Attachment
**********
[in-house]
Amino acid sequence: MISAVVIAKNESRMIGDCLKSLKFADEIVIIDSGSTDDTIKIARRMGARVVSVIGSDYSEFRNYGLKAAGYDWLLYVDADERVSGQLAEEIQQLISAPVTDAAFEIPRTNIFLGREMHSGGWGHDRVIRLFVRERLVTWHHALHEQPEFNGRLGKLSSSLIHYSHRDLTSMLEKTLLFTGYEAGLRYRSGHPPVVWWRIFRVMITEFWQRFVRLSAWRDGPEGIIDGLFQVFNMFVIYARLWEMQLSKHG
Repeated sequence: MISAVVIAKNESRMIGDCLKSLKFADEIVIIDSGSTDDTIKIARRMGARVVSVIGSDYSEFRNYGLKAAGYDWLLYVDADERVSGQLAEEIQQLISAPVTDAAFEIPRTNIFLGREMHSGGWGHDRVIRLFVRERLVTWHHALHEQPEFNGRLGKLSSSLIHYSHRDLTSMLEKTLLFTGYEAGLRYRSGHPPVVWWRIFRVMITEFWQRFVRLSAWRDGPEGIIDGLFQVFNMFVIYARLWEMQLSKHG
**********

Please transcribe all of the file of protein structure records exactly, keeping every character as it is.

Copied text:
[in-house]
Amino acid sequence: MISAVVIAKNESRMIGDCLKSLKFADEIVIIDSGSTDDTIKIARRMGARVVSVIGSDYSEFRNYGLKAAGYDWLLYVDADERVSGQLAEEIQQLISAPVTDAAFEIPRTNIFLGREMHSGGWGHDRVIRLFVRERLVTWHHALHEQPEFNGRLGKLSSSLIHYSHRDLTSMLEKTLLFTGYEAGLRYRSGHPPVVWWRIFRVMITEFWQRFVRLSAWRDGPEGIIDGLFQVFNMFVIYARLWEMQLSKHG
Repeated sequence: MISAVVIAKNESRMIGDCLKSLKFADEIVIIDSGSTDDTIKIARRMGARVVSVIGSDYSEFRNYGLKAAGYDWLLYVDADERVSGQLAEEIQQLISAPVTDAAFEIPRTNIFLGREMHSGGWGHDRVIRLFVRERLVTWHHALHEQPEFNGRLGKLSSSLIHYSHRDLTSMLEKTLLFTGYEAGLRYRSGHPPVVWWRIFRVMITEFWQRFVRLSAWRDGPEGIIDGLFQVFNMFVIYARLWEMQLSKHG